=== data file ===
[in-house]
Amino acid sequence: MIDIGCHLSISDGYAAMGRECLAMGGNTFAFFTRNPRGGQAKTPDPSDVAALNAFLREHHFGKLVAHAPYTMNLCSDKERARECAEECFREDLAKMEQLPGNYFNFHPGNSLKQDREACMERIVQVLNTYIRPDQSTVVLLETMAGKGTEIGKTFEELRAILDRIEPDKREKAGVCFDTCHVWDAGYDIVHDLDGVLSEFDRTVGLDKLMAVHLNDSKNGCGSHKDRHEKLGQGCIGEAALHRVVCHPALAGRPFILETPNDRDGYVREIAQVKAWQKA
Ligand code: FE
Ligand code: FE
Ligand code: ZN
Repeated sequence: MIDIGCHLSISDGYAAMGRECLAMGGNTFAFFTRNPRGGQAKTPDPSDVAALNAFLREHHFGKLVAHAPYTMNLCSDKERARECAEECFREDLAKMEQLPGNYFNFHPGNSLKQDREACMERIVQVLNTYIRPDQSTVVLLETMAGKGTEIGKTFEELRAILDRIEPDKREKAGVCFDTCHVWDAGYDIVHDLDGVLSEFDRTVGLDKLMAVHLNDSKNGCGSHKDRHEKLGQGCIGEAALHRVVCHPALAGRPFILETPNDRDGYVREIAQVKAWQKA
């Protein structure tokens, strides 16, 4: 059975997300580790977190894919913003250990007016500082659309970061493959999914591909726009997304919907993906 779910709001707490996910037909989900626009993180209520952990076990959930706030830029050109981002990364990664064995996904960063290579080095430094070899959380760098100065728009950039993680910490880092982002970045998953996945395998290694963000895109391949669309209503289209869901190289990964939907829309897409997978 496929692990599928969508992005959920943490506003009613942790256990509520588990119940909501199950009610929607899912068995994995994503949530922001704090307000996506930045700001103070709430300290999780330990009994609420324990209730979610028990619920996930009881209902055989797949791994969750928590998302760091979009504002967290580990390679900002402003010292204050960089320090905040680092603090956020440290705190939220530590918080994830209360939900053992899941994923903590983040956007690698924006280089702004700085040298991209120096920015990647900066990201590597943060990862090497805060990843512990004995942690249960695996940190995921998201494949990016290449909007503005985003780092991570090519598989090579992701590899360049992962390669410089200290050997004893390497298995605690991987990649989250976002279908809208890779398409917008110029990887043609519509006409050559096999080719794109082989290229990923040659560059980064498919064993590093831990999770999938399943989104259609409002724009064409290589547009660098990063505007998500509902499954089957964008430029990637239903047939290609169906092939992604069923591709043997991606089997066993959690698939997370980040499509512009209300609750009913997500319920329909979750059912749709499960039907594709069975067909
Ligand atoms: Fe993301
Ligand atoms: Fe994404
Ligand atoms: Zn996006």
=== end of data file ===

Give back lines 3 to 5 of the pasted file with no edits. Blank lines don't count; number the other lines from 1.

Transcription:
Ligand code: FE
Ligand code: FE
Ligand code: ZN